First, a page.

The Differences Between Speed And Velocity I Oxford Open Learning

The Differences Between Speed And Velocity

… And How Are They Applied In Real Life?

The words speed and velocity are often used interchangeably by the average layperson, (including me until I wrote this article). However, in actuality, speed and velocity do not represent the same thing.

Take speed for example; this measures how fast an object is travelling. It is the distance that an object travels relative to a unit of time. Speed can be measured in metres per second, kilometres per hour, or miles per hour. This simple equation explains Speed:

Speed = Distance Travelled / Time taken

If a car travels 30 metres in 2 seconds, then its speed is 15 m/s:

30 m / 2 s = 15 m/s

Now, if we look at velocity, the only difference between velocity and speed is that velocity has a direction, which is represented by displacement in the equation below.

Velocity = Displacement / Time

Displacement is the distance an object moves in a straight line or any specific direction away from the starting point. So, if we want to know the velocity of a car travelling 30 metres west in 2 seconds we would calculate it like this and the answer would be 30 m/s west.

30 m / 2 s = 15 m/s west

But what difference does this make? How are measures of speed and velocity applied differently in the real world? We all know how speed is used in the real world: it describes how fast a sports car goes, how fast Usain Bolt runs, or how fast the wind is blowing.

How The Equation Helps Us

Velocity is a little more esoteric, but it has countless applications in every life that you probably didn’t know about. For example, while your car speedometer measures speed (it does not give a direction). The adjacent car Sat Nav measures the car’s velocity (rate of movement in any given direction) and accumulative changes in velocity to estimate and update travel time and provide accurate directions. If Sat Nat relied on a speedometer we’d soon be lost!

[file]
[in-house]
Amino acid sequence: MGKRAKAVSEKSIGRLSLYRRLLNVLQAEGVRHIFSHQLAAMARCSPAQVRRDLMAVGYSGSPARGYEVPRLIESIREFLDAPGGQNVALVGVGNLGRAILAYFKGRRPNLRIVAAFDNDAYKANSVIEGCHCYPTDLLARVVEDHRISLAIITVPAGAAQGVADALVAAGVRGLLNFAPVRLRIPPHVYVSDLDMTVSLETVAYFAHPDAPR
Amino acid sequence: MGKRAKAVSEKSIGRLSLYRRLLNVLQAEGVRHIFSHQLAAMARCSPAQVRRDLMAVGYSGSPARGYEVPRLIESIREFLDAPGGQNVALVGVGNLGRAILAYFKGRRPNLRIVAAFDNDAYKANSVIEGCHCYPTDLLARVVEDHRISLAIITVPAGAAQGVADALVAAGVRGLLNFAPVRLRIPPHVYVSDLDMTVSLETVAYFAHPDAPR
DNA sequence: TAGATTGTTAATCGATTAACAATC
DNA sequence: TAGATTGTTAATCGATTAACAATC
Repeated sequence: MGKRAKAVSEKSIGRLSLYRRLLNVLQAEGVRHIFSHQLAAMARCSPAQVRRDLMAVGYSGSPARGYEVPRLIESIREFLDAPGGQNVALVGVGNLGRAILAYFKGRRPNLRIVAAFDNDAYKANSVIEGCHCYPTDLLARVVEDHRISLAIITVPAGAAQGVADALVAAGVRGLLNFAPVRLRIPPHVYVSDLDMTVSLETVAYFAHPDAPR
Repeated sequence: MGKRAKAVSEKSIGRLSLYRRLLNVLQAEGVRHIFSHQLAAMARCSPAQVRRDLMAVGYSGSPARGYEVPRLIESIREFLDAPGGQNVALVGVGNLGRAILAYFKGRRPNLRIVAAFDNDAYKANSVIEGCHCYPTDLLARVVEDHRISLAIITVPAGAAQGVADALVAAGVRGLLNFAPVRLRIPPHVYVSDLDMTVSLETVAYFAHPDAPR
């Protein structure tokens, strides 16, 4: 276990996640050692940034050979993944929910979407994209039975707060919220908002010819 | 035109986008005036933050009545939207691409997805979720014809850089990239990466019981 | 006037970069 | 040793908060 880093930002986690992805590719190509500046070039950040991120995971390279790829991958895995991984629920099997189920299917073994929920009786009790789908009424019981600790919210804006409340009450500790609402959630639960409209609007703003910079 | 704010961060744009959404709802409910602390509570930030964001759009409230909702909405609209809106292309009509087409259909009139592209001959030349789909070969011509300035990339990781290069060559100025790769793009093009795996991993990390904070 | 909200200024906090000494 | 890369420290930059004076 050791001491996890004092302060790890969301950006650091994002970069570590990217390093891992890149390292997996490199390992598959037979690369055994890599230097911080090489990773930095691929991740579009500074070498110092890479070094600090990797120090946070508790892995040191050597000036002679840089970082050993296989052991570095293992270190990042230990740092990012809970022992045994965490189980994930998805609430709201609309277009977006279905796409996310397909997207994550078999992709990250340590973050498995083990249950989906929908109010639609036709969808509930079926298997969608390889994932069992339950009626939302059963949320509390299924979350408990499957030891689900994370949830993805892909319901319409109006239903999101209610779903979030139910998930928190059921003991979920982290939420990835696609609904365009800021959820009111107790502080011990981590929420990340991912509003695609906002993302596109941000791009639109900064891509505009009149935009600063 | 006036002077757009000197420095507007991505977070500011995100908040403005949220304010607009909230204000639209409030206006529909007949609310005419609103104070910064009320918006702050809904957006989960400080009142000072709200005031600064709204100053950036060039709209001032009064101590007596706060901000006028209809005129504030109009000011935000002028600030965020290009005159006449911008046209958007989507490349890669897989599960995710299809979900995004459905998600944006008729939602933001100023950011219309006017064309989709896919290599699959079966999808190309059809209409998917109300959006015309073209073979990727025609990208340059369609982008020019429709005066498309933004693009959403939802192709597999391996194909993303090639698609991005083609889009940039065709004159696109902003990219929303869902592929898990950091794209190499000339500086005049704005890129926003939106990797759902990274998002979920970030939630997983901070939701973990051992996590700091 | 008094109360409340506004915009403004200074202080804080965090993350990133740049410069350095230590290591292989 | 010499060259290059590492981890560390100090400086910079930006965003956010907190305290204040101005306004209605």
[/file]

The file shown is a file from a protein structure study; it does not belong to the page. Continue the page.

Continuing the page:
Aviation depends heavily on velocity metrics, with pilots and air traffic controllers relying heavily on such measurements to ensure coordinated take-offs and landings and to avoid air collisions. Airports would simply not be able to function without velocity measurements.

Engineers consider wind velocity when designing buildings and bridges to ensure they can withstand wind loads from all directions to remain standing in real-world conditions.

After considering just a few of these mission-critical examples of the real word difference between speed and velocity, I will never use these terms interchangeably again!


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I am a practising HR consultant working with several start-ups on an ongoing and ad-hoc basis in the London and M4 area, and am a Chartered Member of the Chartered Institute of Personnel and Development or CIPD. I am the Director of; is a resource for start-ups and small business. It includes a blog containing career advice, small business advice articles, HR software reviews, and contains great resources such as HR Productivity Apps.

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